A memoir, advice for the office, Buddhism, and a novel
Nothing like rushing through the end of a book on Buddhism so that you can get it "done" and write the blog and get on with your life.... not exactly mindful presence, is it? Boorstein is brilliant in her accessibility. I love her laid-back style, her ease and grace as she talks about how to handle the most difficult things there are using Buddhist principles of mindfulness and compassion.
Nice Girls Don't Get the Corner Office 101, by Lois P. Frankel
Okay, there was definitely useful advice in this book. The one I'm not taking is to only focus on one goal at a time, because I need to turn the book back in to the library. I'm taking notes here. These are not just for me, but also for my many female students.
--Make a list of the rules of the game at your workplace... observe
--"If you find yourself the only person in a room who disagrees with the consensus It can't be done and think, But I could make it happen, an alarm should go off that you're being naive." (p. 31)
--Sharing too much personal information. This includes bursting into tears in a meeting, in your professor's office, in any setting where you should maintain a professional demeanor.
--Acquiescing to Bullies. Bullies may be ubiquitous, but this does not mean you have to give in. "I feel I'm not being heard" is one tactic, as is focusing on problem solving rather than looking back to the past. Know what your goals are in having any particular conversation.
--Decorating your office like your living room. See Dolores Umbridge in the movie Harry Potter and the Order of the Phoenix.
--Making miracles... don't promise deliverables no human could deliver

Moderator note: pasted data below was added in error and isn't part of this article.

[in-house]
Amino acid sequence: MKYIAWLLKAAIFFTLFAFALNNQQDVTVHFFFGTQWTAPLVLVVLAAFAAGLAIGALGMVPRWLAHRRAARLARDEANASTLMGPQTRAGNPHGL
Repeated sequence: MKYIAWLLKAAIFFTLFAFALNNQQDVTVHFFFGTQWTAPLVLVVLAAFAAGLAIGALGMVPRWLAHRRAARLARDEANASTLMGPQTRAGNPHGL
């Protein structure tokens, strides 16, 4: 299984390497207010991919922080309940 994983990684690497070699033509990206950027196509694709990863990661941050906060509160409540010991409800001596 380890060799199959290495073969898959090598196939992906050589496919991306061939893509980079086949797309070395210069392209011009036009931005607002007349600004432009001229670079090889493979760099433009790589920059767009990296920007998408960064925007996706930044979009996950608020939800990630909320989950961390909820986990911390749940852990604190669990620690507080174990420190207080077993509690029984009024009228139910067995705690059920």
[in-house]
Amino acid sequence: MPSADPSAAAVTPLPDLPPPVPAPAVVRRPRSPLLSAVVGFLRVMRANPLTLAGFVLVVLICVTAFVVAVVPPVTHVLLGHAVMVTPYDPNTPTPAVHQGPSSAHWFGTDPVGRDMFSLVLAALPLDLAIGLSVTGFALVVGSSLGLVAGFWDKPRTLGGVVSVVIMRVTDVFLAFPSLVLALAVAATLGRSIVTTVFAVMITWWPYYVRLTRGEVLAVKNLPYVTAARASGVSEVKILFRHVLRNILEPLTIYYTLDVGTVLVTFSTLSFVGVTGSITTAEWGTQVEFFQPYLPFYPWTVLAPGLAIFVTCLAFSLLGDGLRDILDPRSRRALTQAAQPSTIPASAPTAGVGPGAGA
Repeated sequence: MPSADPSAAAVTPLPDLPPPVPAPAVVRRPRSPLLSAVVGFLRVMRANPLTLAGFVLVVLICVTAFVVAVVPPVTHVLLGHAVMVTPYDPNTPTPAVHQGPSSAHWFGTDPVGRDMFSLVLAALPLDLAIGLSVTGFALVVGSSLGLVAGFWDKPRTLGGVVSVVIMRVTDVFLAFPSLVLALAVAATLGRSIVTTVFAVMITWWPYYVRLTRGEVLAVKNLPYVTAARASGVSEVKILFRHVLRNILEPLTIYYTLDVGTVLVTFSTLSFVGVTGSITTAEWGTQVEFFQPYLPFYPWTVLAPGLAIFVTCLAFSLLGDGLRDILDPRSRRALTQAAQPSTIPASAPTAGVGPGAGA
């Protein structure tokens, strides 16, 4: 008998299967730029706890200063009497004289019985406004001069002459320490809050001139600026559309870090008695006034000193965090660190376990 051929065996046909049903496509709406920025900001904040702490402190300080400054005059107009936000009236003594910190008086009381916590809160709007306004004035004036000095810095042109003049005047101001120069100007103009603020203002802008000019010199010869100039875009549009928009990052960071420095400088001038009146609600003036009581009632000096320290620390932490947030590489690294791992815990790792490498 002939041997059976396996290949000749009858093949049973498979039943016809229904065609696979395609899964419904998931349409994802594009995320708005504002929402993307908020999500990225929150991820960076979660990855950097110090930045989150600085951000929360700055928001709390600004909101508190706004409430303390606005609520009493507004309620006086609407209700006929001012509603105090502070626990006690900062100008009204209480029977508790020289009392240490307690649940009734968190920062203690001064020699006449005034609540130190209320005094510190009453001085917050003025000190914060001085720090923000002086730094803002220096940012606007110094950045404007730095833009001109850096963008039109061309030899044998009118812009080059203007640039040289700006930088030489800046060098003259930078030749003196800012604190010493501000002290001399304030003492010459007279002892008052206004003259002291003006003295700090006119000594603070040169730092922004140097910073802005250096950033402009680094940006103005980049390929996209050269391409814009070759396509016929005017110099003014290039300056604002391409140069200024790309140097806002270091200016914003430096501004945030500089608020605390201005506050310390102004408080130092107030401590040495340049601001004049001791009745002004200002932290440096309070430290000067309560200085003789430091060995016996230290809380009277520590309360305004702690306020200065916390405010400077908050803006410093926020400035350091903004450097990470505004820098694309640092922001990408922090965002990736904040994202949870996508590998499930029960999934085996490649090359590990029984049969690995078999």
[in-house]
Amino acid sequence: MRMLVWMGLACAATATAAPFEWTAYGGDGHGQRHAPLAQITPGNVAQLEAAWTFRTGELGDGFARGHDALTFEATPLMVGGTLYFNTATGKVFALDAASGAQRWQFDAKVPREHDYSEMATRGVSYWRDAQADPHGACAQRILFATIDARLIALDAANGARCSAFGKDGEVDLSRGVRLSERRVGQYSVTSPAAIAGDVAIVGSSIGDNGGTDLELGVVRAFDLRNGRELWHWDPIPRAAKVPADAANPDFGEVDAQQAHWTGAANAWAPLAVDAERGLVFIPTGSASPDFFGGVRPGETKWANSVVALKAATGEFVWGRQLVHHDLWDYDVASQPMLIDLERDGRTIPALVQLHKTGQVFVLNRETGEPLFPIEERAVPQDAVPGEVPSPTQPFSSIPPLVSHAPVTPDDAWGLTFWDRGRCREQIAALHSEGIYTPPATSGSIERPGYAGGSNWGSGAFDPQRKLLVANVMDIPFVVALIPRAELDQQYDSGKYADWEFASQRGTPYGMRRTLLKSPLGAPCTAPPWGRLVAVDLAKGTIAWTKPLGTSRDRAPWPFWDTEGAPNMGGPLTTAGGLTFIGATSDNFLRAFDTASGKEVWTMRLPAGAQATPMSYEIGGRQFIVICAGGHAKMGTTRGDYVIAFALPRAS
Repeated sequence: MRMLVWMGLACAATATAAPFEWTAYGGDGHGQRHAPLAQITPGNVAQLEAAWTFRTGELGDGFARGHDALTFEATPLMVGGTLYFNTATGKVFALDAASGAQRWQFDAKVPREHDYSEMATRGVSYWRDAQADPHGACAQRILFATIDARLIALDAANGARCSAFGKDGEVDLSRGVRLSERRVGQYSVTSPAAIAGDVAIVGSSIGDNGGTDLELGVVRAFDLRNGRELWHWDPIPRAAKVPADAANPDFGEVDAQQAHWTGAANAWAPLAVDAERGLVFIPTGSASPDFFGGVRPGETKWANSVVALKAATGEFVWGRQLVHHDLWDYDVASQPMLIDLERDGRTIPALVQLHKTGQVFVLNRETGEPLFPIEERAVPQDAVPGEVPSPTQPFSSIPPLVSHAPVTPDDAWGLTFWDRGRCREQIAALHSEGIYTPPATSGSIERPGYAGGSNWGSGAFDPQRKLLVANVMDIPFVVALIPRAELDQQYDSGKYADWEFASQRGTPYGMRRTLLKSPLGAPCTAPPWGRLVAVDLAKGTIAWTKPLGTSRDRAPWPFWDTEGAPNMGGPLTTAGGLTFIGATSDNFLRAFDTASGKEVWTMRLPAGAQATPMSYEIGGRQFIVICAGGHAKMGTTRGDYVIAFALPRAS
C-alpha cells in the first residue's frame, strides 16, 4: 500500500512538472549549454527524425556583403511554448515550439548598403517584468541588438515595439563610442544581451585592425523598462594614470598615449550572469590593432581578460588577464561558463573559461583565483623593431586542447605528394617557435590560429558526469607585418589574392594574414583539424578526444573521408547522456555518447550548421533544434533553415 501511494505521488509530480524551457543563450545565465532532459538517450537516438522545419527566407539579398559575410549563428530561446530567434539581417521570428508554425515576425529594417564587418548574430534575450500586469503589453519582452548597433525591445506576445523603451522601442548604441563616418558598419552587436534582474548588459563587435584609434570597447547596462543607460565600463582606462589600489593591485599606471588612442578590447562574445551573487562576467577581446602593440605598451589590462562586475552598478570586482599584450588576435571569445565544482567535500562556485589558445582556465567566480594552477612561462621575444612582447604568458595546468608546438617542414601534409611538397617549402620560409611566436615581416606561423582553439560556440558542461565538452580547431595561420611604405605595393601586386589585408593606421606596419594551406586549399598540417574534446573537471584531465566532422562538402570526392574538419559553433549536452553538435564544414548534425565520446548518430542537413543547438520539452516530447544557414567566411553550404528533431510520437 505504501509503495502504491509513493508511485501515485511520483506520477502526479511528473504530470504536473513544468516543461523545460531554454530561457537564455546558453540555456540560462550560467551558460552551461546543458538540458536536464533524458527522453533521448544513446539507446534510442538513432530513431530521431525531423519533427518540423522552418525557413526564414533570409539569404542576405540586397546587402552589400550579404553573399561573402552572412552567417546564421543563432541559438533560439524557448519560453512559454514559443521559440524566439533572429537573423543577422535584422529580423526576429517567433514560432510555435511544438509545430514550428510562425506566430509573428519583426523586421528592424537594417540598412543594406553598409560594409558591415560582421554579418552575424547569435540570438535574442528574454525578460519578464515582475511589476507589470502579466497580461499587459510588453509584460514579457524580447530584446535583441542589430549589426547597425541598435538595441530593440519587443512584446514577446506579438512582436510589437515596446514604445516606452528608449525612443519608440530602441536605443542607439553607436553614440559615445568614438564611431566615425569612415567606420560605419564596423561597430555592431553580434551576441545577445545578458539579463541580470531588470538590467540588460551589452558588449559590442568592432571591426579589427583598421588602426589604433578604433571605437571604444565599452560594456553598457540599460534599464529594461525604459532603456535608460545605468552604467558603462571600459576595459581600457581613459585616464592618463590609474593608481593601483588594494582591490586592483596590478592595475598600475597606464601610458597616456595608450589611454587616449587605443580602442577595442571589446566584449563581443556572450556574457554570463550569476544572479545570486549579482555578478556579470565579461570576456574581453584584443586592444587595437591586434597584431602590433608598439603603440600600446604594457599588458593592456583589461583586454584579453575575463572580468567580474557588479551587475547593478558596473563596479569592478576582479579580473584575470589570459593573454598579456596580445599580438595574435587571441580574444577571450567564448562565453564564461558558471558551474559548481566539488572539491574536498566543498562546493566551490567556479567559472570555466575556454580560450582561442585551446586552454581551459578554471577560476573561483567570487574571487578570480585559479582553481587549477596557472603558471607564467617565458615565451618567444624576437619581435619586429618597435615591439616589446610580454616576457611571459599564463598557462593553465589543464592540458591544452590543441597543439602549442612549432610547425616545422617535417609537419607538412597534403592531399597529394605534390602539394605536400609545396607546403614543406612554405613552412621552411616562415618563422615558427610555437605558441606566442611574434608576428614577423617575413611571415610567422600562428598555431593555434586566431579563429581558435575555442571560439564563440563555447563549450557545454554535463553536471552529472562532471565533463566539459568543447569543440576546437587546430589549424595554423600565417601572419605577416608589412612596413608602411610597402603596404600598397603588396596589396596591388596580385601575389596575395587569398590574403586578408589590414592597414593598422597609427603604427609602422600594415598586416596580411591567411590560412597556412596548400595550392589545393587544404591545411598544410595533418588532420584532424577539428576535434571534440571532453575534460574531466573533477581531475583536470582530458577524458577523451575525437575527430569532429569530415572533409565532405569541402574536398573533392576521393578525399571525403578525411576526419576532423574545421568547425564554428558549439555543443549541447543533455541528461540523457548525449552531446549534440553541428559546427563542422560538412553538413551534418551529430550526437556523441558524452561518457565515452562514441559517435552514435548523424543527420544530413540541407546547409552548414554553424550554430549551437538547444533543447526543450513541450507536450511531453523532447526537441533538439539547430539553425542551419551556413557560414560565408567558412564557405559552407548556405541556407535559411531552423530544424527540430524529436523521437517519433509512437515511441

--Viewing men in authority as "father figures." Ask why you're giving up your power.
--Ignoring the quid pro quo. Be mindful of the exchanges you're engaged in, and both give and take.
--Letting people waste your time. Set boundaries about how much time you have, be clear about your schedule, and end conversations politely but firmly.
--Give feedback effectively: describe the problem, explain how you see the situation and elicit the other person's view, show that you've heard and specify what you want now, make the consequences clear.
--Internalizing girlhood messages about "nice" being more important that Respect.
--Don't assume others know more. Ask "why do you recommend that?" or "How do you know that?"
--Don't tolerate inappropriate behavior. If you can, address it at the time. If you can't, then address it clearly later.
--Speak up! You can support what's been said, ask a question, or offer an opinion. Be part of the conversation.
The Commitment by Dan Savage
A memoir of deciding, ultimately, not to get married as a gay couple in a world in which marriage isn't legal. Savage has written a longstanding sex column, and this memoir delves into his family life. He and Terry have an adopted son, D. J., who at 6 doesn't believe in marriage. But he wants his daddies to stay together. Dan's mom wants them to get married. The most revealing part of the book is when Savage argues that straight people get to be married and still do whatever they want (divorces, threesomes, open marriages... two of the three are in the minority among hetero marriages), while gay people are expected to be absolute paragons of monogamous virtue. Savage has a point, and he unveils many of the assumptions about marriage in general through this arguments.
The God of Small Things by Arundhati Roy
I read this 10 years ago and it absolutely floored me, rocked my world, brought me to tears. This time through, I didn't finish it. What changed? Me, I suppose... the book is probably the same one I borrowed a decade ago. Maybe I'm just too into nonfiction right now, or maybe I'm just more into the ideas that Gilligan outlined in The Birth of Pleasure. Gilligan analyzes this book, which is why I picked it up again. The other one she analyzes in the same vein is The English Patient. This experience makes me not want to read it.